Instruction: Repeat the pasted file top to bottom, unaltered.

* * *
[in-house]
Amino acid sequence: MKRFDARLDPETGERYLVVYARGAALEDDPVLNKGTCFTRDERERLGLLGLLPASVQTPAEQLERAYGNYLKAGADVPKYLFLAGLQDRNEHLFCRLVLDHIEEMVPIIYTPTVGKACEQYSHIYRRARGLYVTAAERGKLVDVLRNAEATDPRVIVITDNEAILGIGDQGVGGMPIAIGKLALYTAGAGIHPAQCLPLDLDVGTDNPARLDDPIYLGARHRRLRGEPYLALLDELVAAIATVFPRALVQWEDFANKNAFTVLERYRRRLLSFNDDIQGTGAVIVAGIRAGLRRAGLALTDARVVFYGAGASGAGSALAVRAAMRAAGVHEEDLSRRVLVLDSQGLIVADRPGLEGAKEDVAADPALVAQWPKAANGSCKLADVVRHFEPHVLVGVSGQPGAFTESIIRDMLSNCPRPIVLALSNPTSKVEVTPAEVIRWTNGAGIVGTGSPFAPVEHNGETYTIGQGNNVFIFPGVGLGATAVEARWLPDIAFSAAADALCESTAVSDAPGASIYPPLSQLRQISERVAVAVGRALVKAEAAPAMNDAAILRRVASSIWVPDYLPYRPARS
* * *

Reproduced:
[in-house]
Amino acid sequence: MKRFDARLDPETGERYLVVYARGAALEDDPVLNKGTCFTRDERERLGLLGLLPASVQTPAEQLERAYGNYLKAGADVPKYLFLAGLQDRNEHLFCRLVLDHIEEMVPIIYTPTVGKACEQYSHIYRRARGLYVTAAERGKLVDVLRNAEATDPRVIVITDNEAILGIGDQGVGGMPIAIGKLALYTAGAGIHPAQCLPLDLDVGTDNPARLDDPIYLGARHRRLRGEPYLALLDELVAAIATVFPRALVQWEDFANKNAFTVLERYRRRLLSFNDDIQGTGAVIVAGIRAGLRRAGLALTDARVVFYGAGASGAGSALAVRAAMRAAGVHEEDLSRRVLVLDSQGLIVADRPGLEGAKEDVAADPALVAQWPKAANGSCKLADVVRHFEPHVLVGVSGQPGAFTESIIRDMLSNCPRPIVLALSNPTSKVEVTPAEVIRWTNGAGIVGTGSPFAPVEHNGETYTIGQGNNVFIFPGVGLGATAVEARWLPDIAFSAAADALCESTAVSDAPGASIYPPLSQLRQISERVAVAVGRALVKAEAAPAMNDAAILRRVASSIWVPDYLPYRPARS